To go back to Sir John’s boyhood, life wasn’t all hard work. There were visits to performances and movies at theatres and halls, in particular the Colonial Opera House on Victoria Street and the Aeolian Hall on Angle Street. Sundays were special days. The family church was St. Monica’s Anglican Church, and he would attend their Sunday school, as well as the Salvation Army’s Sunday school. Sometimes he would also attend the Seventh Day Adventist Church. He enjoyed a special meal, including his favourite dessert, strawberry Jello. Of course, attending church meant dressing more formally, but Sunday was also a family day for visiting relatives. “There were things you should do to build character,” he says. He has a memory of his mother inviting Jehovah’s Witnesses into their home. “She was very open minded. ‘It doesn’t hurt to listen,’ she’d always say.”
At Christmas time he would watch the Salvation Army band play on the streets and at their Citadel on Court Street. Cup Match in August could mean a trip on the train since the Bermuda Railways put on special trains for Cup Match. But given his father’s livery, a trip by horse and carriage was much more likely. The return journey from Somerset, he recalls, was very cold, particularly as they passed Warwick Pond where a damp fog would fall and they would cover themselves with blankets. Not so happy are Sir John’s memories of the Second World War: of the blackouts, of rationing, organised by Sir John Plowman, and of the coupons required. He recalls listening to news on the radio. “Reports of German U-boats were scary.” More immediately horrifying for his family were the shortages of animal feed, thanks to torpedoes destroying supply ships. These shortages meant some horses, cruelly, had to be destroyed.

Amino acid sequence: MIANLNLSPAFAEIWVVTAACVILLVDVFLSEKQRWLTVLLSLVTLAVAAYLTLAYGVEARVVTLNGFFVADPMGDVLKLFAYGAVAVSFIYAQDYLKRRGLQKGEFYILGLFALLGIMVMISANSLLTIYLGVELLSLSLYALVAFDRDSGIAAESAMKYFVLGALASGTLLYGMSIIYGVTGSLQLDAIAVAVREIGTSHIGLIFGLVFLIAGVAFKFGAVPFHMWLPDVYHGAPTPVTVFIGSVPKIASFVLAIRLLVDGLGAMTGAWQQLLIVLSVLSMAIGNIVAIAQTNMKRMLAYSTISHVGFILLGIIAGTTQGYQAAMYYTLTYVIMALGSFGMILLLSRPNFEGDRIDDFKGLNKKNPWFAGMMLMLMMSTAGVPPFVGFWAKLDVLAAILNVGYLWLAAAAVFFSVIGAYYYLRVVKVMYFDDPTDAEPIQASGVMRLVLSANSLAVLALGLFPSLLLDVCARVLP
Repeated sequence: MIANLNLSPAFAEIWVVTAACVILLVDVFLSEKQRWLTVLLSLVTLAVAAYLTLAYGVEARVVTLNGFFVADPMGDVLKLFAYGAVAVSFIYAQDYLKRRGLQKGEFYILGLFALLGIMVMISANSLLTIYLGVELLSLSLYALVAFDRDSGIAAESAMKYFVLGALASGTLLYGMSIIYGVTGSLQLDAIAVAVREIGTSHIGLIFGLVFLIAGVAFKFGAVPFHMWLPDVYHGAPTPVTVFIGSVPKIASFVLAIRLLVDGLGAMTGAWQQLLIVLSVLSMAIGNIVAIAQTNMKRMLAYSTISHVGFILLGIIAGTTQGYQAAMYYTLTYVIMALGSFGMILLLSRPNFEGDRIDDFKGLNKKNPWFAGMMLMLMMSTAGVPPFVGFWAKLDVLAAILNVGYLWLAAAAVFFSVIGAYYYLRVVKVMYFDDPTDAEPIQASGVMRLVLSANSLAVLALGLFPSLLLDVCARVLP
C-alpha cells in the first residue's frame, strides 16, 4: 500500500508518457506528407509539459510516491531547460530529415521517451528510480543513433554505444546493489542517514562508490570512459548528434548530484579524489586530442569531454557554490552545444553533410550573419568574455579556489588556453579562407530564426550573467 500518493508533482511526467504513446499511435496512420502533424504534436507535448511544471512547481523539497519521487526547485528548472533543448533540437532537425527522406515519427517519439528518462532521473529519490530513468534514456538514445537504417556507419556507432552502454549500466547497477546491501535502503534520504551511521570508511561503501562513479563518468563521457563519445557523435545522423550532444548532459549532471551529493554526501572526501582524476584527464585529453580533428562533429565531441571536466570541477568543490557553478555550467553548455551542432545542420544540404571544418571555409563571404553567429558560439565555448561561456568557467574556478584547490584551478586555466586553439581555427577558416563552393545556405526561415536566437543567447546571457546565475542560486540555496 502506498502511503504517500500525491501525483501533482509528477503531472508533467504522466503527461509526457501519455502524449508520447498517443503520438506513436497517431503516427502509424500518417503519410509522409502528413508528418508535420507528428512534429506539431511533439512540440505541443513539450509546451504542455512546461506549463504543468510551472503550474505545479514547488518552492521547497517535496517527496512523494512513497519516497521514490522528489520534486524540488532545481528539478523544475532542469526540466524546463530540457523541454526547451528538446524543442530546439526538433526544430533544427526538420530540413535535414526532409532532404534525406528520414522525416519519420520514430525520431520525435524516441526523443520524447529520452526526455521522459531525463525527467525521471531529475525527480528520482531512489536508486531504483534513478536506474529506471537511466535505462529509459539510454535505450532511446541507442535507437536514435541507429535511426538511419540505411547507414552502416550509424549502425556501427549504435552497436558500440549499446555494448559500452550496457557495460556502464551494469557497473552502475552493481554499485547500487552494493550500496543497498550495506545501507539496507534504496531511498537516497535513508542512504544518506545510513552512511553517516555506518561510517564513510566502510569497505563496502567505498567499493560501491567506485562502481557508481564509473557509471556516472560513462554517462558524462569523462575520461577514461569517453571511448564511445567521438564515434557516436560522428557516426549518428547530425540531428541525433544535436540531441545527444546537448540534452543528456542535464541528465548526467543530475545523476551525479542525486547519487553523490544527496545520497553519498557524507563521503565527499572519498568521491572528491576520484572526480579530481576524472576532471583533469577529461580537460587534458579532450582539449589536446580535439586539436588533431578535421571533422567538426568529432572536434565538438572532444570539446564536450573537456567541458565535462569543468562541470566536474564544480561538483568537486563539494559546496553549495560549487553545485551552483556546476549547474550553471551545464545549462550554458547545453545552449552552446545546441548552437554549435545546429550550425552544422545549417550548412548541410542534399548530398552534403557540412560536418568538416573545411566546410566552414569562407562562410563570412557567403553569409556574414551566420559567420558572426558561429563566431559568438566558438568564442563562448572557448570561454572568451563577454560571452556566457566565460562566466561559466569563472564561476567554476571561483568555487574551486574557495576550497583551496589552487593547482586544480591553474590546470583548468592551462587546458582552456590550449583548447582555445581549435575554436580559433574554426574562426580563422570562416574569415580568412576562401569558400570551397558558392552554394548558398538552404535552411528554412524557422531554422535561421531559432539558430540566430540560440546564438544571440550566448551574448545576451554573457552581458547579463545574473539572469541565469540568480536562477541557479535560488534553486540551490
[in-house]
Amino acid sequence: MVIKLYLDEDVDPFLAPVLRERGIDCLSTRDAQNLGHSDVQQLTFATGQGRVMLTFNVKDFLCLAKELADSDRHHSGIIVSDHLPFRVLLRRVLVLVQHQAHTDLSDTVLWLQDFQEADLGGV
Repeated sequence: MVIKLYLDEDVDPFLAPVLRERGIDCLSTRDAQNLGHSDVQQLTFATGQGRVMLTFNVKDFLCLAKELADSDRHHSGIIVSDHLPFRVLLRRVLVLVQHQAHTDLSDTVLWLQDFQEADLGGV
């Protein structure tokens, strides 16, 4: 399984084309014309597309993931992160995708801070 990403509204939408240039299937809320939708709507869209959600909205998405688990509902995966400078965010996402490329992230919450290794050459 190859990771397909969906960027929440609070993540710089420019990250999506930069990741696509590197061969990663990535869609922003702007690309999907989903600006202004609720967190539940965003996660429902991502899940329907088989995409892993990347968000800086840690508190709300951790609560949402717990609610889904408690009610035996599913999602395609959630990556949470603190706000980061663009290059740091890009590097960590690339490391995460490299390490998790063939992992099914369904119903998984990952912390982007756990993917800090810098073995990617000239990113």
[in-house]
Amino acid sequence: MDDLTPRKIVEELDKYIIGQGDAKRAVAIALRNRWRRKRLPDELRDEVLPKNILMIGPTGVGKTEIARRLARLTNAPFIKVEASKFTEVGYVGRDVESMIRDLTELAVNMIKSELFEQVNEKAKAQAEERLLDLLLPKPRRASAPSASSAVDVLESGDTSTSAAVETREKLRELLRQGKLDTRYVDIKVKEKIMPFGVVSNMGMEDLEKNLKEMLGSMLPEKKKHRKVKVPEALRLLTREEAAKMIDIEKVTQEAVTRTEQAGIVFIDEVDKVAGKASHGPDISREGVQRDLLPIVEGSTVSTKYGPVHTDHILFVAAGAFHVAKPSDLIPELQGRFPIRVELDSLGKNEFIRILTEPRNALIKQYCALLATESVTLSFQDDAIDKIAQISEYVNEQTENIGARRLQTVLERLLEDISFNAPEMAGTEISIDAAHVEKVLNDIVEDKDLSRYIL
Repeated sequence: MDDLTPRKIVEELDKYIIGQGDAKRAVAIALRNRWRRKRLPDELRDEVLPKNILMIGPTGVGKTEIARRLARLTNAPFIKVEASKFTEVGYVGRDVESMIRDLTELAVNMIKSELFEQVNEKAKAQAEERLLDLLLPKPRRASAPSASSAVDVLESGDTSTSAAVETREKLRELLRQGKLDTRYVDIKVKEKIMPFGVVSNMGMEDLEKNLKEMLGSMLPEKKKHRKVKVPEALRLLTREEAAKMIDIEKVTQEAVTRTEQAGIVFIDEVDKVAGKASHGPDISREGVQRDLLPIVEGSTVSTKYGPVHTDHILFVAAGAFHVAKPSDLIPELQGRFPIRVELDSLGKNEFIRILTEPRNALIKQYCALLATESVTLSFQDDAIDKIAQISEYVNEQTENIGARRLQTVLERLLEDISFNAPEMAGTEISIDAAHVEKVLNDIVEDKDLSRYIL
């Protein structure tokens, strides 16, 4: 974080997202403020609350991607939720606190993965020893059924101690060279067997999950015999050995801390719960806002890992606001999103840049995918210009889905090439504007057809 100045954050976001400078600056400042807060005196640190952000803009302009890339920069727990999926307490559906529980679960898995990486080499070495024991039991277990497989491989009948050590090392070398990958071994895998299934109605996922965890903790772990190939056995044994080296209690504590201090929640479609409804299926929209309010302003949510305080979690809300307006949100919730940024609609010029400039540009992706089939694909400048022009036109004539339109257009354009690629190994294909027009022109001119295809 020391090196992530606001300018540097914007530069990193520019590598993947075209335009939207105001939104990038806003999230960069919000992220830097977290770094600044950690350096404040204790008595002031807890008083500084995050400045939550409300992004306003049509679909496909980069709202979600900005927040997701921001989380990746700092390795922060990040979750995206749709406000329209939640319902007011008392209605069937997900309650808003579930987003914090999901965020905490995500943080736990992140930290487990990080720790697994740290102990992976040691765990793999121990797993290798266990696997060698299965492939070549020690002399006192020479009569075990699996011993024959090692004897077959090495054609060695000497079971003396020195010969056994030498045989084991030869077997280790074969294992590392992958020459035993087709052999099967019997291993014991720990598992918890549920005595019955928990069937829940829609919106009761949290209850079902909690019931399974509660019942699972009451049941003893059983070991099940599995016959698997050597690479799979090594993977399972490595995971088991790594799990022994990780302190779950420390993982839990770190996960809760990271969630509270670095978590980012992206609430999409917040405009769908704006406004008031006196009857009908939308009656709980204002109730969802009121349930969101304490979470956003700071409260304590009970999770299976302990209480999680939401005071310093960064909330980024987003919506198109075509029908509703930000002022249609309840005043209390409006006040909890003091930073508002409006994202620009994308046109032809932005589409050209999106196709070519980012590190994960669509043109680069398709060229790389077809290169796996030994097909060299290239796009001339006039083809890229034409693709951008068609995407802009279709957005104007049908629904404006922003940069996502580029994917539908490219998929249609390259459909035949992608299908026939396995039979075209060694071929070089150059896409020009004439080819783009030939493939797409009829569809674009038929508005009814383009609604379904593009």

Looking back on his boyhood, he says, “Everything was slower. There was no TV, no cars. We had to make an effort to do things—for example, we pumped the water for washing and flushing.” His memories are not rose-tinted, his family of course being acutely aware of shortcomings in healthcare. “There was no such thing as penicillin for infections,” he points out. “But there was a neighbourhood. It was a case of children being monitored, of people looking out for each other and children.” And for that, for the “angels” as he calls the adults in his boyhood looking out for him, he is extremely grateful.